GovClimServices focuses on the analysis of two key relationships identified as key challenges to the governance of climate services in Maharashtra/India and elsewhere; i) the coordination between multiple public and non-public actors; and, ii) the translation and transfer challenge of climate knowledge to local users.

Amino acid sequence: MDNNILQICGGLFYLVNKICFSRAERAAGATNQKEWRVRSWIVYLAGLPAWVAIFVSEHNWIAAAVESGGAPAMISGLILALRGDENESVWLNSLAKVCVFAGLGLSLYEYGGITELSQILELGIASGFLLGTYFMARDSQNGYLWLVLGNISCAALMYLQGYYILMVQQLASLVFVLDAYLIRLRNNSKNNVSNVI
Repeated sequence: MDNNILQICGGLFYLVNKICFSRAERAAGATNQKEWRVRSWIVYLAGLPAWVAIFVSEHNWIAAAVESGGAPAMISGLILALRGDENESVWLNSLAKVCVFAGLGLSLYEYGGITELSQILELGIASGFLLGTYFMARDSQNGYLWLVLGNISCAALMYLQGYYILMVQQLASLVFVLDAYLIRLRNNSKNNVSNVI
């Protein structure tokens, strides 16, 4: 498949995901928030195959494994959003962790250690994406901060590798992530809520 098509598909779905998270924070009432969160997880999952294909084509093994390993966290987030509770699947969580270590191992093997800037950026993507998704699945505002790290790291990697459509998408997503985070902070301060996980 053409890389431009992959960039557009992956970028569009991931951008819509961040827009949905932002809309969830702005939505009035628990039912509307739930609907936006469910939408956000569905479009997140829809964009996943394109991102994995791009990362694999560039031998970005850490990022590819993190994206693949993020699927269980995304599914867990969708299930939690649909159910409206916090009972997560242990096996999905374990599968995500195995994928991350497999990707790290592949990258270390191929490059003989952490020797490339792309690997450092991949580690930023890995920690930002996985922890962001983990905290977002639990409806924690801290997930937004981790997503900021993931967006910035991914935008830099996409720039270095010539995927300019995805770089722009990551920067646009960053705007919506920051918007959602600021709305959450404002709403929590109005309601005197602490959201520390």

Regarding the first issue, the project will focus on how the climate services are structured and coordinated between different hydro-metrological service agencies (public, private, civil society) and various, fragmented sector agencies at multiple levels (agriculture, disaster risk management) and how these service providers interact with various end-users in policy and everyday service provision (farmers and herders, local authorities). Systems that are mainly public in character will be compared with systems that are evolving combine public-private and civil society agencies (including open access systems). This will allow us to understand the policy linkages and possible ‘disconnects’ between how diverse institutional and policy frameworks (public vs. private) operate “top down” in their encounters with local actors “bottom up”. Regarding the second issue, we will analyse how and what type of relevant scientific knowledge and information on climate/weather risk and vulnerability is translated and transferred through the different institutions and knowledge networks, and how these networks condition the processes of local learning and local risk analysis within the different tiers of the climate services structure. This will contribute to a better understanding of the ‘knowledge’ disconnect, and the ‘participation’ and ‘trust’ disconnect observed in earlier research between service providers and their framing (and reframing) of scientific climate knowledge in encounters with the farmers’ more experience-based and tacit knowledge.